Although I grew up watching wrestling as a kid, I was closed off to anything outside of my family’s TV subscription. I could watch all things World Wrestling Federation (WWF)/World Wrestling Entertainment (WWE) and at times World Championship Wrestling (WCW), but I knew nothing else.
My experience with wrestling video games was the same; I only knew of various WWF/WWE games and one WCW game (which I mostly liked because of a cheat code that gave everyone big heads). It wouldn’t be until I learned of Fire Pro Wrestling World that I’d discover an incredible wrestling game series that was older than I am.
Fire Pro Wrestling is a series that started in 1989 for TurboGrafx-16. The series would grow with a large number of sequels all the while commonly retaining the series’ defining isometric view and 2D sprites. Subsequent entries would also add on extra modes and mechanics that the series would become known for.
One of the defining mechanics is the grappling system, which is time-based instead of a button-mashing mechanic as most wrestling games use. Another defining feature is the highly detailed create-a-wrestler mode.
Almost every entry in the series has included these mechanics after their introduction to the series and improved on them. In the case of the create-a-wrestler mode, the customization options can encompass other aspects including the ring, referee, and even championship belts.
Among all of the entries in the series, only a handful would be released in the West. A fanbase would follow the series through imports and playing the few official releases, but it didn’t stand a chance against the already popular games based on American wrestling. That isn’t to say the series hasn’t caught a greater audience’s eyes though.
One notable entry was Super Fire Pro Wrestling Special, written by a young Goichi Suda (commonly known now as Suda51). If you’re familiar with his more recent works such as Travis Strikes Again: No More Heroes, you already know his style of dark comedy.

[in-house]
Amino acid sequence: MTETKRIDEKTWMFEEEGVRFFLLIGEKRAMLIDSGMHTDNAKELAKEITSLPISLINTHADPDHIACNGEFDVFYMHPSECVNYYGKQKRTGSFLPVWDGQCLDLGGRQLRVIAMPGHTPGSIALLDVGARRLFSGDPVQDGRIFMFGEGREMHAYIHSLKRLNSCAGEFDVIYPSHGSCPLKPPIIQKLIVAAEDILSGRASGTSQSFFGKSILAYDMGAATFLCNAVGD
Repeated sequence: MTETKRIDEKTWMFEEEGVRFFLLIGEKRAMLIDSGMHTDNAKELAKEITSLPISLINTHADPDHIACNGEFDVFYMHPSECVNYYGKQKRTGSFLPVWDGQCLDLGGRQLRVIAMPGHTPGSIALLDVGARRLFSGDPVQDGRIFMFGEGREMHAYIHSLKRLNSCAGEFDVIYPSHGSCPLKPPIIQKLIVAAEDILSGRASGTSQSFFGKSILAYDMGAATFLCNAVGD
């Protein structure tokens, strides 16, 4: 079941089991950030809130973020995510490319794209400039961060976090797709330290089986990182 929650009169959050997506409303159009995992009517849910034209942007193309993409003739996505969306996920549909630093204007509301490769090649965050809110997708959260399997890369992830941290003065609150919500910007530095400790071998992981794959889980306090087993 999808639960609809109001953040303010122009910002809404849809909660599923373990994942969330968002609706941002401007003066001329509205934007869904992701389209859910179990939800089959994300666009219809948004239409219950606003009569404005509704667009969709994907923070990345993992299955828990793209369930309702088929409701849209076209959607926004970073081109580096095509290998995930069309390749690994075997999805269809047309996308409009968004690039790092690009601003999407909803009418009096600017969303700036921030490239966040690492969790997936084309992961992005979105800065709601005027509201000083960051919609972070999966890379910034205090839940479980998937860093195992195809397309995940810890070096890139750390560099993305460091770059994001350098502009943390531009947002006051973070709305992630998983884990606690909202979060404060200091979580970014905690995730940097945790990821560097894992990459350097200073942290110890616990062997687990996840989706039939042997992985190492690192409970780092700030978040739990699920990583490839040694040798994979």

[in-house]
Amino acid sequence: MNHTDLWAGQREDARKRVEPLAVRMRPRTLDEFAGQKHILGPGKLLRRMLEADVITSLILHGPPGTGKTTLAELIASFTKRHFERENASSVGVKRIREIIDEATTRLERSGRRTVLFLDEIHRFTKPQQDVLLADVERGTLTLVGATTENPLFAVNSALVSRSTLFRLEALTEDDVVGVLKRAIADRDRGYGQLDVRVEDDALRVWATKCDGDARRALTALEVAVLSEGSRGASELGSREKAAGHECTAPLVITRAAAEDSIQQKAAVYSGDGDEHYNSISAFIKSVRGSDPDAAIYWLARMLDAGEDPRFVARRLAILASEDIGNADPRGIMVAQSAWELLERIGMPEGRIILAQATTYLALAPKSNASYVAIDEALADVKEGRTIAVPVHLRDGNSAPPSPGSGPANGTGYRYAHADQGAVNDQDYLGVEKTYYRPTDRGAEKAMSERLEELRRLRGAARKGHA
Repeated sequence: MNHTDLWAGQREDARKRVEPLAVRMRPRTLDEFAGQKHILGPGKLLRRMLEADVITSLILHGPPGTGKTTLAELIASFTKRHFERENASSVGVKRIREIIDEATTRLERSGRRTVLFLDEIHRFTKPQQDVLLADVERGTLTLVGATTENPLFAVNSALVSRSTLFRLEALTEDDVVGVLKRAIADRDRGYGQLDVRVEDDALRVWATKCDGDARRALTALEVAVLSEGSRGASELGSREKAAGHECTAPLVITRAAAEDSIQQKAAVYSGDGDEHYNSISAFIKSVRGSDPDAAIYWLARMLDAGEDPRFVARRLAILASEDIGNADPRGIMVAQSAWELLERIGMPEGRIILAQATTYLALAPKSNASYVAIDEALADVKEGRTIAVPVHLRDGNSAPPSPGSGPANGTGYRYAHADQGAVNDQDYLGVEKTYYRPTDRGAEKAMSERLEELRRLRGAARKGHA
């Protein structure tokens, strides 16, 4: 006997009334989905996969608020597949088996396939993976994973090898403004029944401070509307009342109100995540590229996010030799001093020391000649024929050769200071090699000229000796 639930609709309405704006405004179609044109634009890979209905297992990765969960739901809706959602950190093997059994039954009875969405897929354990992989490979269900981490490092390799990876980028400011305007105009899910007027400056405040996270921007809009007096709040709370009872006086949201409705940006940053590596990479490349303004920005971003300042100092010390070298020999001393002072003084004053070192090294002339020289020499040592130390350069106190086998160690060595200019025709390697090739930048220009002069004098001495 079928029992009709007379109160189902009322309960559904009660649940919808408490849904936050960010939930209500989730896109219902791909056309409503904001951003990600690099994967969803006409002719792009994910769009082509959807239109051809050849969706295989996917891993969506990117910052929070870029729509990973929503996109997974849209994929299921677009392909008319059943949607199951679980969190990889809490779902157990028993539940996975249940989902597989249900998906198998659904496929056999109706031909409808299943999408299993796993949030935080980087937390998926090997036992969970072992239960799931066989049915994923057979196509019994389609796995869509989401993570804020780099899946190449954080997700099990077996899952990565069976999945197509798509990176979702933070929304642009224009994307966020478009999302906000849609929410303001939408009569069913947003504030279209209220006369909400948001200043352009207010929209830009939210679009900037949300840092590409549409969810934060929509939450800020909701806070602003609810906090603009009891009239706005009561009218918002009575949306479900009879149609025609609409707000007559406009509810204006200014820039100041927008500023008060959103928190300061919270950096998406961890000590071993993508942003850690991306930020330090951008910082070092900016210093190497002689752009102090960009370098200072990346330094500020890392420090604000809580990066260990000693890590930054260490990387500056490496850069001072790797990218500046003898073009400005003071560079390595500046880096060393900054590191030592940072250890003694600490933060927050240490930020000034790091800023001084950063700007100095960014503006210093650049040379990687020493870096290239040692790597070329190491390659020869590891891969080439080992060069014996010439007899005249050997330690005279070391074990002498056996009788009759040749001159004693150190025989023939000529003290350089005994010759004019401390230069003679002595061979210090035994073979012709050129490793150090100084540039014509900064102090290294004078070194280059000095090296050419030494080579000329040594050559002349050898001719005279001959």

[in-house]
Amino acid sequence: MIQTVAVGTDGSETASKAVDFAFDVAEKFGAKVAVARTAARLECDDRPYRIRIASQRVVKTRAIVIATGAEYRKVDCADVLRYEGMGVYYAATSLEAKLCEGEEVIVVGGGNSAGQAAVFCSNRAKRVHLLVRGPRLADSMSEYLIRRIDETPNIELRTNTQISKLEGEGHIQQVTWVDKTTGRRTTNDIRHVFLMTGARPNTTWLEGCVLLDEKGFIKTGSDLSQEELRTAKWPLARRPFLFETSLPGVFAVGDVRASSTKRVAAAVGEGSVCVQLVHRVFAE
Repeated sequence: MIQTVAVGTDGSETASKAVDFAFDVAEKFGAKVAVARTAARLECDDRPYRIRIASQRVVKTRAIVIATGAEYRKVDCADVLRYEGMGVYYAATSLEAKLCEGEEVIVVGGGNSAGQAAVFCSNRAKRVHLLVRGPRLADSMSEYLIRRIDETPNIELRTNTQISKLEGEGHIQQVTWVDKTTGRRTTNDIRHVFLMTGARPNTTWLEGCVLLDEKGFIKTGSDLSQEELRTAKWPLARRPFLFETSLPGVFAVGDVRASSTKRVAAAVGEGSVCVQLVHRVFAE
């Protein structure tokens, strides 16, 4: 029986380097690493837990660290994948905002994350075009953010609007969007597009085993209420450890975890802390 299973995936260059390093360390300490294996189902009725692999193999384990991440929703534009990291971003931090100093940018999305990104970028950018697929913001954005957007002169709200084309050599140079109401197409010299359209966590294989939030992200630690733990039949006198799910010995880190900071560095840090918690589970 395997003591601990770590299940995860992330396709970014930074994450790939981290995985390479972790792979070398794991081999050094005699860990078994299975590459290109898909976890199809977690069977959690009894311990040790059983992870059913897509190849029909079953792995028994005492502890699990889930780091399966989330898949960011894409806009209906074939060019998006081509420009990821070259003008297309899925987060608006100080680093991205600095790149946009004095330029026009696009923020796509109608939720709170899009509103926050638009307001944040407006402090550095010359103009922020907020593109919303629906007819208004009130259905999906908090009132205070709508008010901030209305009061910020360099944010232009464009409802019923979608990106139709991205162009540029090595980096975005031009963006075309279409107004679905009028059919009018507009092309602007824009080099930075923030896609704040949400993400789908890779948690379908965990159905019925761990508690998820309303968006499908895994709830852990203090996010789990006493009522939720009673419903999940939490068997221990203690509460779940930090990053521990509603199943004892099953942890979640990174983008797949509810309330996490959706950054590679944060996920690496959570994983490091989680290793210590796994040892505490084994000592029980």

At the time Super Fire Pro Wrestling Special was only his second work and he hadn’t yet transitioned to adding more comedic elements quite yet. Even though it was never translated, the game is infamous for having a plot involving heartbreak, murders, and the player character committing suicide in the end.
Turning to titles known for gameplay reasons, Fire Pro Wrestling Returns for the PlayStation 2 was a hit for the series. Not only was it the series’ first entry in the West that wasn’t a handheld title, but its large roster and improved customization helped set it apart from the competition. For many fans, it was considered the definite Fire Pro Wrestling game.
Not every entry has been well-received though. An obvious example of this was Fire Pro Wrestling on the Xbox 360, which used 3D player avatars as the wrestlers. As a budget title that dropped the common grapple system, isometric view, and lack of options present in previous titles, the game was panned for being too simple and abandoning what fans of the franchise loved.
The Series Returns on Steam Early Access
Five years after the negatively received entry on Xbox 360, and even longer when compared to a proper series entry, Fire Pro Wrestling World was announced in 2017. Along with announcing that the game would be launched worldwide as an early access title on Steam, the game would launch with workshop support which has since led to over 75,000 custom items created by fans.
The game was also going back to its roots and focusing on the mechanics that fans of the series have come to expect from it. This has helped it further deviate and stand out from the popular WWE series of video games.